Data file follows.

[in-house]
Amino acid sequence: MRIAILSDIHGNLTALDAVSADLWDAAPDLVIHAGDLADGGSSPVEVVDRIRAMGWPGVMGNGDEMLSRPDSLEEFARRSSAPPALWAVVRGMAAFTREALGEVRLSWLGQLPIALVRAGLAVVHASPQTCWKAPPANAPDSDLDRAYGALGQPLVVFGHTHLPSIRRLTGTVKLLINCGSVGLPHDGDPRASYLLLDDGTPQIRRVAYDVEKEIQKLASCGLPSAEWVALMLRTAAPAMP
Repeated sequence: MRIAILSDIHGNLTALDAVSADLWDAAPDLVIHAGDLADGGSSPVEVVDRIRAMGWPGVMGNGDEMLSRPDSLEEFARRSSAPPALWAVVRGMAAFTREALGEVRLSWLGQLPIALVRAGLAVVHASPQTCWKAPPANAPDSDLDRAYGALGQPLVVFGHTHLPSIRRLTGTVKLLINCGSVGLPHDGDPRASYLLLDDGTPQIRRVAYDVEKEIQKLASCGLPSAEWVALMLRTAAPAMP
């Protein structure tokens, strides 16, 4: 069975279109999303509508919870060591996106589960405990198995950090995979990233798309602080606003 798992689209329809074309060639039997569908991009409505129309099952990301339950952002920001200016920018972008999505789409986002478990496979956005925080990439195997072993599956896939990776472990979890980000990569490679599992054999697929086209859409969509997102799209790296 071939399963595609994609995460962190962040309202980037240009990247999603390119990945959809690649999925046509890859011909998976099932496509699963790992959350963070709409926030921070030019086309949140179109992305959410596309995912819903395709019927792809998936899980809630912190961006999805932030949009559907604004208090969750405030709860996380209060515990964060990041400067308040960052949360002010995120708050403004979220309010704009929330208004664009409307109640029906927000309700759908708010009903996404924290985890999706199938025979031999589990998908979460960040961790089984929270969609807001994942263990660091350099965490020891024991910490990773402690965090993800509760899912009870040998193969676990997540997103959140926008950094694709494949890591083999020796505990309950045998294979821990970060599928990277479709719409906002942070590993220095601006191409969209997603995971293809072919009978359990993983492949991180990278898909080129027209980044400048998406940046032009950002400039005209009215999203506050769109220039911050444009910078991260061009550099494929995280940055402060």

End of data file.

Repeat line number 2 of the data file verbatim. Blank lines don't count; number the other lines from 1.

Amino acid sequence: MRIAILSDIHGNLTALDAVSADLWDAAPDLVIHAGDLADGGSSPVEVVDRIRAMGWPGVMGNGDEMLSRPDSLEEFARRSSAPPALWAVVRGMAAFTREALGEVRLSWLGQLPIALVRAGLAVVHASPQTCWKAPPANAPDSDLDRAYGALGQPLVVFGHTHLPSIRRLTGTVKLLINCGSVGLPHDGDPRASYLLLDDGTPQIRRVAYDVEKEIQKLASCGLPSAEWVALMLRTAAPAMP